Ákos Ezer

Try not to laugh challenge #020. October 16–30, 2020

Ákos Ezer: Try not to laugh challenge #020
Artkartell projectspace
October 16–30, 2020

Curated by: Rieder Gábor

Artkartell projectspace is glad to present the solo exhibition of Ákos Ezer, an emerging young Hungarian painter. The exhibition Try not to laugh challenge #020 is installing the artist's latest paintings and ceramic sculptures, introducing us to his grotesque, upside down universe whose habitants are facing new and unexpected challenges.

The young painter was born in the Hungarian city of Pécs in 1989 and has been developing his unique and distinctive painting style for more than half a decade. In his huge paintings expressive brushstrokes and bright contrasts are organized in colorful patterns. Horror vacui – there is no empty space in these massive works and the grotesque figures are stumbling all over as some sort of a modern Laocoön group. Gangling steeplechase runners stumbling through the obstacles on the lawn, some clumsy guys landing on a muddy patch of snow, smoke puffing mobile phone gazers, others are chilling all curled up and piled up teenagers are drinking their soap bubble cocktails. The exhibition presents his latest works. In its title – Try not to laugh #020 – it refers to YouTube compilations which were so popular among users during the lockdown in 2020.

The entangled boys might make you laugh, however this is just one of the interpretations of the pictures. These scenes of childhood campings and college rooms are not narrative paintings. Ákos Ezer would not compare them to short stories or movies but rather to music or dance choreographies. He goes far to make the obvious topics more abstract, using repetitive patterns such as woodgrain, striped, checkered or diamond patterned T-shirts. The pink tones of the limbs are modulated ranging from blue to yellow may resemble Fernand Léger’s “tubism” as they are meandering from frame to frame, filling all the space between them. The figures are abstract alter egos reflecting on the creator's position in the world, whose features (e.g. the big red nose) are so characteristic that they cannot be easily confused with anyone. One hides behind his sunglasses, the other combs his long 'rocker's hair' into his eyes, while the third takes on the features of an 'average guy'.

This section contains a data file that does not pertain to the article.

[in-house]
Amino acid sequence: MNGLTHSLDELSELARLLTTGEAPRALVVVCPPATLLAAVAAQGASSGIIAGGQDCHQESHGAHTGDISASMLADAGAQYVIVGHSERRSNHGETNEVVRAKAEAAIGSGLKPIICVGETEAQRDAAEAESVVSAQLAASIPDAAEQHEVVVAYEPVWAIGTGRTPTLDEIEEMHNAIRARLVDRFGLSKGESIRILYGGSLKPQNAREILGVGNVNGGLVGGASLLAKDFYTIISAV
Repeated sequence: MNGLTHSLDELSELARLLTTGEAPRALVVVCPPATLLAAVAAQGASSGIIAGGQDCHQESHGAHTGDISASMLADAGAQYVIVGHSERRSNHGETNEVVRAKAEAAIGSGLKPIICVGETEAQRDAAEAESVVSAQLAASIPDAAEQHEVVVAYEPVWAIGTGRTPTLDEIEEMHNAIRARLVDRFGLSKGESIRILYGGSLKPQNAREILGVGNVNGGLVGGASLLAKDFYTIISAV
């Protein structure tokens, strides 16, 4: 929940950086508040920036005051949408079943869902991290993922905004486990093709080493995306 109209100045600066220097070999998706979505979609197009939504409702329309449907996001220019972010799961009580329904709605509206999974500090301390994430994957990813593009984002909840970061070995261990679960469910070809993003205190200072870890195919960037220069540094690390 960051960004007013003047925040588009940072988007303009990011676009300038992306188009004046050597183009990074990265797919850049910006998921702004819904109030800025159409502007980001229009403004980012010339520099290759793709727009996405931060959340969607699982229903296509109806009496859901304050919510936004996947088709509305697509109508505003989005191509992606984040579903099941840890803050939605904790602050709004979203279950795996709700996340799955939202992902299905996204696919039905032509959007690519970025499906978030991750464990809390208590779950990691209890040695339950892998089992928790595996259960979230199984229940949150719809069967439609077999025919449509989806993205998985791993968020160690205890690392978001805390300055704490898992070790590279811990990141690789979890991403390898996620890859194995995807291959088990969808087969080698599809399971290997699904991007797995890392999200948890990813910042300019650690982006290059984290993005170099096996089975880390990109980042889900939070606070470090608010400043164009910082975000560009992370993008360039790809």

Despite the expressive humour of the clumsy figures, we should listen to the silent whispers of the subconscious instead of the explosive laughter. This also applies to the ceramic busts, which display some simple gestures of the figures. The glazed ceramic busts are installed on colorful wooden tables. They are happily trying to grab our attention: one of them is enthusiastically trying to open his beer with his long, heavy metal style hair covering his eyes while another one, an Elvis Presly imitator, is spraying out smoke as if a mentos drop was put in a bottle of Coke. The third one, a blond guy in 80s’ style is carefully balancing a green berry on his pursed lips. Behind the protective layer of the Benny Hill movie style canned laughter the paintings and busts of the exhibition Try not to laugh challenge #020 are hiding sensitive and deeply humane souls.


Ákos Ezer (1989) belongs to the new generation of Hungarian artists who grabbed the opportunities given by the WorldWideWeb and managed to build a successful international career from home. He graduated from the Hungarian University of Fine Arts in 2014 and his unmistakable grotesque and energetic pictures of explosive colors have been presented in several exhibitions. He had a solo exhibitions in Graz in the Künstlerhaus K/M (2019), in the Muzeul de Arte in Cluj (2019), in the Galerie Droste of Wupertall and Paris (2020) in the Tanja Pol Galerie in Münich, in the Hungarian Art+Text Budapest (2018, 2017). He participated at the young talents group exhibition of the Beers Gallery in London (2017), at the Viennacontemporary fair (2018) and at Art Berlin Contemporary (2018). He is frequently written about in both local and international journals and he was awarded several prestigious awards (Esterházy Art Award, 2017; K&H Art Award, 2016)

Supported by: PP Center

— Artkartell

2020. november 01., vasárnap 19:19